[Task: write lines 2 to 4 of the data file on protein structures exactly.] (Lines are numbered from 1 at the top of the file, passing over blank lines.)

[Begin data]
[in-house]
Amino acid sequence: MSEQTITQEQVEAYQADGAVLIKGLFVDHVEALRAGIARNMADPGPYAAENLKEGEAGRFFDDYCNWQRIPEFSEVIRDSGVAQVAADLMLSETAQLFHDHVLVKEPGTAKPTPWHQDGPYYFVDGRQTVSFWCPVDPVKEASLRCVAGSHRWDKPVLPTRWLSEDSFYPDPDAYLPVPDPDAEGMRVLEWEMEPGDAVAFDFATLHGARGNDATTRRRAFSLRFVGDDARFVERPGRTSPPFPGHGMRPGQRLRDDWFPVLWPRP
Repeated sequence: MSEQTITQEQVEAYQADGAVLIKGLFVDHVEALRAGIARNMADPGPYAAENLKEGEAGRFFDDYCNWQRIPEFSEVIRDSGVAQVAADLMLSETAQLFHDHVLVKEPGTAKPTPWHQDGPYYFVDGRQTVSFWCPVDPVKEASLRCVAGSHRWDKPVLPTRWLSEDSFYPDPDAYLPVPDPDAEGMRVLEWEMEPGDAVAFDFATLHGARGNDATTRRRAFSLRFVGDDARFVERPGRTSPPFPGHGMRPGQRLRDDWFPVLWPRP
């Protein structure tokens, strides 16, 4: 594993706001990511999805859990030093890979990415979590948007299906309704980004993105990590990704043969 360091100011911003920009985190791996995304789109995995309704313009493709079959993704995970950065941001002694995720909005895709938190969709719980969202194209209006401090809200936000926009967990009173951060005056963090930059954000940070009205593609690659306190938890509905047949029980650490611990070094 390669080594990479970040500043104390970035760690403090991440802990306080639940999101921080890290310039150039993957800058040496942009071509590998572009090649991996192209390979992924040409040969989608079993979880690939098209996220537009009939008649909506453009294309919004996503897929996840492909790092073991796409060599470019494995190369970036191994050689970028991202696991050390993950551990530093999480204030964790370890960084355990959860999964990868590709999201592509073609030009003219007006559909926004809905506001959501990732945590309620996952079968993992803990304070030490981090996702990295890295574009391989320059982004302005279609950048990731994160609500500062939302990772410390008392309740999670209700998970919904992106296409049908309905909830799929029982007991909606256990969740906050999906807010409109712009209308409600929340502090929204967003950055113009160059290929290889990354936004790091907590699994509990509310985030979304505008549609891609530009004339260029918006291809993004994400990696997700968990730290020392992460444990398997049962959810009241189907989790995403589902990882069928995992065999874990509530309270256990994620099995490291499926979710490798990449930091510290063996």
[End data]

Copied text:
Amino acid sequence: MSEQTITQEQVEAYQADGAVLIKGLFVDHVEALRAGIARNMADPGPYAAENLKEGEAGRFFDDYCNWQRIPEFSEVIRDSGVAQVAADLMLSETAQLFHDHVLVKEPGTAKPTPWHQDGPYYFVDGRQTVSFWCPVDPVKEASLRCVAGSHRWDKPVLPTRWLSEDSFYPDPDAYLPVPDPDAEGMRVLEWEMEPGDAVAFDFATLHGARGNDATTRRRAFSLRFVGDDARFVERPGRTSPPFPGHGMRPGQRLRDDWFPVLWPRP
Repeated sequence: MSEQTITQEQVEAYQADGAVLIKGLFVDHVEALRAGIARNMADPGPYAAENLKEGEAGRFFDDYCNWQRIPEFSEVIRDSGVAQVAADLMLSETAQLFHDHVLVKEPGTAKPTPWHQDGPYYFVDGRQTVSFWCPVDPVKEASLRCVAGSHRWDKPVLPTRWLSEDSFYPDPDAYLPVPDPDAEGMRVLEWEMEPGDAVAFDFATLHGARGNDATTRRRAFSLRFVGDDARFVERPGRTSPPFPGHGMRPGQRLRDDWFPVLWPRP
């Protein structure tokens, strides 16, 4: 594993706001990511999805859990030093890979990415979590948007299906309704980004993105990590990704043969 360091100011911003920009985190791996995304789109995995309704313009493709079959993704995970950065941001002694995720909005895709938190969709719980969202194209209006401090809200936000926009967990009173951060005056963090930059954000940070009205593609690659306190938890509905047949029980650490611990070094 390669080594990479970040500043104390970035760690403090991440802990306080639940999101921080890290310039150039993957800058040496942009071509590998572009090649991996192209390979992924040409040969989608079993979880690939098209996220537009009939008649909506453009294309919004996503897929996840492909790092073991796409060599470019494995190369970036191994050689970028991202696991050390993950551990530093999480204030964790370890960084355990959860999964990868590709999201592509073609030009003219007006559909926004809905506001959501990732945590309620996952079968993992803990304070030490981090996702990295890295574009391989320059982004302005279609950048990731994160609500500062939302990772410390008392309740999670209700998970919904992106296409049908309905909830799929029982007991909606256990969740906050999906807010409109712009209308409600929340502090929204967003950055113009160059290929290889990354936004790091907590699994509990509310985030979304505008549609891609530009004339260029918006291809993004994400990696997700968990730290020392992460444990398997049962959810009241189907989790995403589902990882069928995992065999874990509530309270256990994620099995490291499926979710490798990449930091510290063996």